Infections and pregnancy: What you need to know
There are some things to be aware of about infections when you’re pregnant
You can't live in a bubble when you’re pregnant, or avoid all sources of infection for nine months straight. And even if you do get an infection, your baby is unlikely to be affected. But you do need to be careful – there are some infections that can cause problems for your unborn baby.
The answer is to attend pre-natal checks, know how to reduce your risk and seek help if you’re concerned.
Here’s our quick guide to the basics...
Pregnant women are routinely tested for HIV, hepatitis and syphilis and urinary tract infections. If you develop symptoms that need investigating, other tests may be undertaken for other infections such as vaginal infections.
When to get help
Some infections can be dangerous during pregnancy, so if you think you've been exposed to something or feel unusually ill, speak to your doctor or midwife straight away to rule out any serious issues. You might want to get checked for sexually transmitted infections too as many STIs go unnoticed, but can affect your baby’s health. If you’re concerned ask your GP or midwife for advice or go along to a genitourinary medicine (GUM) clinic or sexual health clinic near you .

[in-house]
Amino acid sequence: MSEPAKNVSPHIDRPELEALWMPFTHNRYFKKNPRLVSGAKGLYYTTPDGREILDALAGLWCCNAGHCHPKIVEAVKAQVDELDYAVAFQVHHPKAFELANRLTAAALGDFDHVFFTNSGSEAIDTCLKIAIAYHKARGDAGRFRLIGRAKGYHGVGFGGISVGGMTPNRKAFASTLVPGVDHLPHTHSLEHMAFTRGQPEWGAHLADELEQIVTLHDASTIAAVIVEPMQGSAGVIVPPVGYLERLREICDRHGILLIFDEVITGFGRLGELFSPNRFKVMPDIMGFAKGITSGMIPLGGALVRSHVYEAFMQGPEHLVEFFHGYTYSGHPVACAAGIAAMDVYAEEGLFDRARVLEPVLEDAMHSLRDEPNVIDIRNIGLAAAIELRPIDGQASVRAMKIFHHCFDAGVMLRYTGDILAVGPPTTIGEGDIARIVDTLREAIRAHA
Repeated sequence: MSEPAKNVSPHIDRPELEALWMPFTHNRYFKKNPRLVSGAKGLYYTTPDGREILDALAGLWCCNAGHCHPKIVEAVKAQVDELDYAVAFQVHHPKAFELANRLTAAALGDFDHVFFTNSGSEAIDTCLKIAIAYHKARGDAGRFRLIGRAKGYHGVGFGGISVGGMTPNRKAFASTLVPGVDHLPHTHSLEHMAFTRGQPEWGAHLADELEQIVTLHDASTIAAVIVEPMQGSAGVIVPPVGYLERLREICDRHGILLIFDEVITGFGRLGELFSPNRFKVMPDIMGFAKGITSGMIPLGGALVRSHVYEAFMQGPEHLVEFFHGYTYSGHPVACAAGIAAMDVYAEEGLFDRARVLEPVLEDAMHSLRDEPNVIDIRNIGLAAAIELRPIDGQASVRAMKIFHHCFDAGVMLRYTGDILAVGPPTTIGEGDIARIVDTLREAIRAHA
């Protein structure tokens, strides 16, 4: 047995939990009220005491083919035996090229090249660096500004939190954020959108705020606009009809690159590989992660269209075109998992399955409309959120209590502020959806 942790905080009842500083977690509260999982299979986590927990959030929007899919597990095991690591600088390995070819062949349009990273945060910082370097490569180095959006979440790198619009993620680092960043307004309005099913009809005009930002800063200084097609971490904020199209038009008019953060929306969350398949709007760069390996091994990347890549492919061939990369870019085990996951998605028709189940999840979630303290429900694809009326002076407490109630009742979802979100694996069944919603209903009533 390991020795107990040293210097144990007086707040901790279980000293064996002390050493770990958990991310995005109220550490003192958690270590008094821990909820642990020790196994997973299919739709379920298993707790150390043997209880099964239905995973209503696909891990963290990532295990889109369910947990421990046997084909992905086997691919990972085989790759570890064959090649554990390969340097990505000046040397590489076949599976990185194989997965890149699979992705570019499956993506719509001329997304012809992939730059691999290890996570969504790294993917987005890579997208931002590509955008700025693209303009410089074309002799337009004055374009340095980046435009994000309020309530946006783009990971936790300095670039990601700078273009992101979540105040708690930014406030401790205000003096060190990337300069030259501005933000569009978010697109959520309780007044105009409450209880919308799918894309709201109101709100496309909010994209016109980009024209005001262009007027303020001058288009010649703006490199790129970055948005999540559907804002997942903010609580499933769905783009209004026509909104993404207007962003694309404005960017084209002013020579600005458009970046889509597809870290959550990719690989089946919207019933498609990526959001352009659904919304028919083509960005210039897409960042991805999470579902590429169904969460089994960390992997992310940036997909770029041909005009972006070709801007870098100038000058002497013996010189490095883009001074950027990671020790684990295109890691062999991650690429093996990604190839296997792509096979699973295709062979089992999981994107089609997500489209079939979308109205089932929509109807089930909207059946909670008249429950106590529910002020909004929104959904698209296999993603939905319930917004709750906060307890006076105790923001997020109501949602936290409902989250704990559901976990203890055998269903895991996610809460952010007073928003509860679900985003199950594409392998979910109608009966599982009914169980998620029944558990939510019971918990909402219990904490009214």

How to reduce your risk
• Beware animal friends - avoid pigs, sheep and cat litter (phew - cats themselves are fine!)
• Dodge food-borne infections — avoid risky foods , wash fruits and vegetables, make sure your meat, fish, and eggs are well cooked and keep your work surfaces sparkling clean
• Embrace good hygiene – wash your hands regularly and avoid sharing glasses or utensils
• Avoid the ill - stay away from anyone you know who has a contagious disease.